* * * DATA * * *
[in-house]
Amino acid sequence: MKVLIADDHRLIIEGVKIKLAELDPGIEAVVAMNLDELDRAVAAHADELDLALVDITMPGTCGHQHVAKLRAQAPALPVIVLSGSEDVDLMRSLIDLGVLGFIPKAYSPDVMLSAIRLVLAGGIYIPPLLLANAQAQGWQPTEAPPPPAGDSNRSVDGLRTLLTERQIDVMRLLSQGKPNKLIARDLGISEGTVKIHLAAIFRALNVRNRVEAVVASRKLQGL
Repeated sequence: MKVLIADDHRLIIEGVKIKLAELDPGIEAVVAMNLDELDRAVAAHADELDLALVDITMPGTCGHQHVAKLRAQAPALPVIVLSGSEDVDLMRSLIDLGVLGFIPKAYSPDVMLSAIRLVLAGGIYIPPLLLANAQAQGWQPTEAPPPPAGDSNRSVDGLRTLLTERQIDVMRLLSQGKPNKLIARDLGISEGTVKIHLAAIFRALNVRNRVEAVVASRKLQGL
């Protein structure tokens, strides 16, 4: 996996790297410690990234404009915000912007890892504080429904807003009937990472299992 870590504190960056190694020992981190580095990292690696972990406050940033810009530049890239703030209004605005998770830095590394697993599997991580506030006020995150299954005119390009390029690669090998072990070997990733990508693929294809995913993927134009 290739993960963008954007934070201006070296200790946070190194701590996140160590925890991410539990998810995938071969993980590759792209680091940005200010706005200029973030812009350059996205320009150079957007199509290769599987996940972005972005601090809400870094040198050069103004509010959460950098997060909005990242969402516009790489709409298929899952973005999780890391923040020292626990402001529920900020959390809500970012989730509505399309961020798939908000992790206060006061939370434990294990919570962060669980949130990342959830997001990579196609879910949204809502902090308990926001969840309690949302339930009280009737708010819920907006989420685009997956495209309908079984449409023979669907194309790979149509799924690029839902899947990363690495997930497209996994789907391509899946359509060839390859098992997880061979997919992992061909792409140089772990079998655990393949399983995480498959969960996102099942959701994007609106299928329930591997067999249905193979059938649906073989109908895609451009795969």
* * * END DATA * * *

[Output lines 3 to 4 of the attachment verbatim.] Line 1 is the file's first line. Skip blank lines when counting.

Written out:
Repeated sequence: MKVLIADDHRLIIEGVKIKLAELDPGIEAVVAMNLDELDRAVAAHADELDLALVDITMPGTCGHQHVAKLRAQAPALPVIVLSGSEDVDLMRSLIDLGVLGFIPKAYSPDVMLSAIRLVLAGGIYIPPLLLANAQAQGWQPTEAPPPPAGDSNRSVDGLRTLLTERQIDVMRLLSQGKPNKLIARDLGISEGTVKIHLAAIFRALNVRNRVEAVVASRKLQGL
């Protein structure tokens, strides 16, 4: 996996790297410690990234404009915000912007890892504080429904807003009937990472299992 870590504190960056190694020992981190580095990292690696972990406050940033810009530049890239703030209004605005998770830095590394697993599997991580506030006020995150299954005119390009390029690669090998072990070997990733990508693929294809995913993927134009 290739993960963008954007934070201006070296200790946070190194701590996140160590925890991410539990998810995938071969993980590759792209680091940005200010706005200029973030812009350059996205320009150079957007199509290769599987996940972005972005601090809400870094040198050069103004509010959460950098997060909005990242969402516009790489709409298929899952973005999780890391923040020292626990402001529920900020959390809500970012989730509505399309961020798939908000992790206060006061939370434990294990919570962060669980949130990342959830997001990579196609879910949204809502902090308990926001969840309690949302339930009280009737708010819920907006989420685009997956495209309908079984449409023979669907194309790979149509799924690029839902899947990363690495997930497209996994789907391509899946359509060839390859098992997880061979997919992992061909792409140089772990079998655990393949399983995480498959969960996102099942959701994007609106299928329930591997067999249905193979059938649906073989109908895609451009795969």